Federal Research Minister Stark-Watzinger and Minister Martin visit IPP Greifswald
Expansion of the Wendelstein 7-X fusion device completed / Experiments to start in autumn
The Federal Minister of Education and Research, Bettina Stark-Watzinger, visited the Max Planck Institute for Plasma Physics (IPP) in Greifswald today. Together with Bettina Martin, Minister for Science, Culture, Federal and European Affairs of Mecklenburg-Western Pomerania, she attended a reception hosted by the IPP on the occasion of the completion of the upgrading of Wendelstein 7-X.
After two successful initial operation phases, the Wendelstein 7-X fusion device has been further expanded. This final step, which upgrades the machine to demonstrate plasma pulses of up to 30 minutes with increased heating power, has now been completed and Wendelstein 7-X is finished. A water-cooled inner cladding and the new centrepiece, a water-cooled divertor, complete the device. In autumn 2022, Wendelstein 7-X will go back into operation. The scientists will then have a total of 70 measuring systems at their disposal.
"Wendelstein 7-X is an important step on the way to a commercial fusion power plant“, emphasized Federal Research Minister Bettina Stark-Watzinger during her visit to IPP. "Fusion is a huge opportunity to make our energy supply sustainable, safe and independent. If the transfer into utilization were to succeed, it would be an innovation of incredible bearing that can contribute enormously to our energy and climate policy", said the Federal Research Minister.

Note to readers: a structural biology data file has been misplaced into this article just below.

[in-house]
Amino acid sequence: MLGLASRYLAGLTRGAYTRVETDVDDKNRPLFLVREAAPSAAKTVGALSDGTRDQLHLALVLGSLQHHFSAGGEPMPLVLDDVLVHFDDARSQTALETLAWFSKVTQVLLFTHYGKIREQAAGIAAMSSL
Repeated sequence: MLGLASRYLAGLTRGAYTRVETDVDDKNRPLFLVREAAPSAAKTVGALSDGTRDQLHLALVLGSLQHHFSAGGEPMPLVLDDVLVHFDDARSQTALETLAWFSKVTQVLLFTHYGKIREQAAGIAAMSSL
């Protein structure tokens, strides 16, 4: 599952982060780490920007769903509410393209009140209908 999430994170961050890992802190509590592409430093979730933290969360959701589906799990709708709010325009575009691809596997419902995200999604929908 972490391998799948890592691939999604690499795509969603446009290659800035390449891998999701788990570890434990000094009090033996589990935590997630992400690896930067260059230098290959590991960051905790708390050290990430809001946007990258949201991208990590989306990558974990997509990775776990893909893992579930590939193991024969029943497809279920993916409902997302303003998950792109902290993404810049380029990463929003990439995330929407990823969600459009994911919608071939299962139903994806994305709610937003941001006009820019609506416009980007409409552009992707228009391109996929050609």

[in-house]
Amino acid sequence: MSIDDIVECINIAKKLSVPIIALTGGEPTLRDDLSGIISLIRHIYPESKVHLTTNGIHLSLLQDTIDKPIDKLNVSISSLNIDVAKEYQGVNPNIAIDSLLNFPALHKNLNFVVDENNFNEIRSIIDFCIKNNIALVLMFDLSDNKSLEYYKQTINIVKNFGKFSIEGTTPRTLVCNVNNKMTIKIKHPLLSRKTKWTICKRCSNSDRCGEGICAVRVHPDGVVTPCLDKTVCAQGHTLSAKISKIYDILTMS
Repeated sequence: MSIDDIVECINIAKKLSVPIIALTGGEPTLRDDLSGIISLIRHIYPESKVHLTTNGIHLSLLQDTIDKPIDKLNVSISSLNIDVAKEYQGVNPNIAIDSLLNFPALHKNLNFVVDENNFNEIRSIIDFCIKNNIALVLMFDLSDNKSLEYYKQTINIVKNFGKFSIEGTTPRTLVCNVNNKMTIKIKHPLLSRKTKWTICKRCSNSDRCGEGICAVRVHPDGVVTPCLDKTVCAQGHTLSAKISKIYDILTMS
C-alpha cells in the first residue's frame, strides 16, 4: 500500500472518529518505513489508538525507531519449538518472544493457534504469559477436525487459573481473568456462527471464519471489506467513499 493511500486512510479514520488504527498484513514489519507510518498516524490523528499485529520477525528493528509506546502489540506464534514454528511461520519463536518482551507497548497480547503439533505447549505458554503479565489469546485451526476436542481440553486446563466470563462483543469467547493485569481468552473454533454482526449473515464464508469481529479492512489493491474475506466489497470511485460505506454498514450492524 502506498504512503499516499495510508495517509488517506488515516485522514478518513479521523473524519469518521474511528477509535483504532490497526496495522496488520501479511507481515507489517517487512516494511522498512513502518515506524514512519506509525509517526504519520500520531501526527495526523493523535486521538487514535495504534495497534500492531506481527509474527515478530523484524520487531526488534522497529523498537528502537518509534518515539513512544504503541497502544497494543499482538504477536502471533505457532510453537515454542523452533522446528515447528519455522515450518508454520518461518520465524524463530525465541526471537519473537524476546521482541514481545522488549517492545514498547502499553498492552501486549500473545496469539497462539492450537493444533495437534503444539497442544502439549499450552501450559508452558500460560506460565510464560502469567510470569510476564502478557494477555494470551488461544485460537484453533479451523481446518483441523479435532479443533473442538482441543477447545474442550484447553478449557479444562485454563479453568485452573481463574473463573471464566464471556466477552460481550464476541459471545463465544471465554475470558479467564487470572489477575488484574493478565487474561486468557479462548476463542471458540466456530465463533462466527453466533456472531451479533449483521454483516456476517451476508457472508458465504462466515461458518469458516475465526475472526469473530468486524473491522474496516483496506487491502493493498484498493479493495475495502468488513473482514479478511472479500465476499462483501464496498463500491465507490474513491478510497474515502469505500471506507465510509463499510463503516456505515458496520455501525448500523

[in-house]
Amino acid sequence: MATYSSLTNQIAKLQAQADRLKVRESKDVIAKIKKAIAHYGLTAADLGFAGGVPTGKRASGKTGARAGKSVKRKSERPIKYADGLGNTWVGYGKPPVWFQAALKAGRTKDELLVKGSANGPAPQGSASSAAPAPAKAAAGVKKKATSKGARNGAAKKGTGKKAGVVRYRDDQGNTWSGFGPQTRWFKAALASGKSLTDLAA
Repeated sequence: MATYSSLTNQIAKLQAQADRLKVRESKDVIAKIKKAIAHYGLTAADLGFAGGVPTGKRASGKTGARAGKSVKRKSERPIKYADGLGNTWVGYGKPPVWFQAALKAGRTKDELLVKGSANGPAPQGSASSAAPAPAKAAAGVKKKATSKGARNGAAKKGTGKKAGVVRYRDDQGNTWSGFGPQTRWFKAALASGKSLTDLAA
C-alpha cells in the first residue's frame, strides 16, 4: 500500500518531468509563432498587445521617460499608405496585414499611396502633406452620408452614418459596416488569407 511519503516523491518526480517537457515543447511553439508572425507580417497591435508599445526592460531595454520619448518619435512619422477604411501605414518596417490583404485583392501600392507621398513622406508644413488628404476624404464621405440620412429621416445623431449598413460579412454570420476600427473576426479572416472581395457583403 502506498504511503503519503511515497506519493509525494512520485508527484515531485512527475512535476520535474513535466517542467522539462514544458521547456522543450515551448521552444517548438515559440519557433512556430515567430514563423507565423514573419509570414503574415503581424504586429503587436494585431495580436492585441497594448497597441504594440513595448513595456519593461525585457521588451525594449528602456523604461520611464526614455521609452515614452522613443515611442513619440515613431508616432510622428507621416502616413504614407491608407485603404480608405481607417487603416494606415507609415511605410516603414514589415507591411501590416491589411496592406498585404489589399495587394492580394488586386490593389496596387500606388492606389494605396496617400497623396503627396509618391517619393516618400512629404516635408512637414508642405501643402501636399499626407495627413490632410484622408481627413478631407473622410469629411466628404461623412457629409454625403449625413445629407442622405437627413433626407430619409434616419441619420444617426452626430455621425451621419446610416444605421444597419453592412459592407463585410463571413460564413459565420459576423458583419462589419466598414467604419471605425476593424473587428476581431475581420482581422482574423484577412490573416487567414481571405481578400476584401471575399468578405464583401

"The state government of Mecklenburg-Western Pomerania is proud to be home to Wendelstein 7-X, the world's leading stellarator device", said Bettina Martin, Minister of Science in Mecklenburg-Western Pomerania. "Sustainable energy is the future topic of the 21st century. Especially in times when the question of future energy production is becoming more and more important, it is essential that research on sustainable and clean energy sources is carried out in international cooperation. With Wendelstein 7-X, research at the Mecklenburg-Western Pomerania research location is being conducted at the highest international level on sustainable solutions for our energy needs of the future."
Prof. Dr. Sibylle Günter, Scientific Director of the IPP, welcomed Federal Minister Bettina Stark-Watzinger and State Minister Bettina Martin as well as numerous other guests from federal and state politics, industry and science to the Max Planck Institute for Plasma Physics in Greifswald. "Wendelstein 7-X already is the most powerful stellarator worldwide. The now completed expansion gives us the opportunity to further increase the performance parameters important for a fusion power plant and to demonstrate that stellarators can operate reliably in continuous operation," said Prof. Dr. Sibylle Günter.
The goal of fusion research is to develop a climate and environmentally friendly power plant. Similar to the sun, it is supposed to derive energy from fusion of atomic nuclei. To ignite the fusion fire, the fuel – a hydrogen plasma – must be confined by magnetic fields and heated to temperatures above 100 million degrees. The task of Wendelstein 7-X, the world's largest stellarator fusion device, is to investigate the suitability of such devices for power plants. Wendelstein 7-X is to demonstrate the great advantage of stellarators, namely the capability of continuous operation.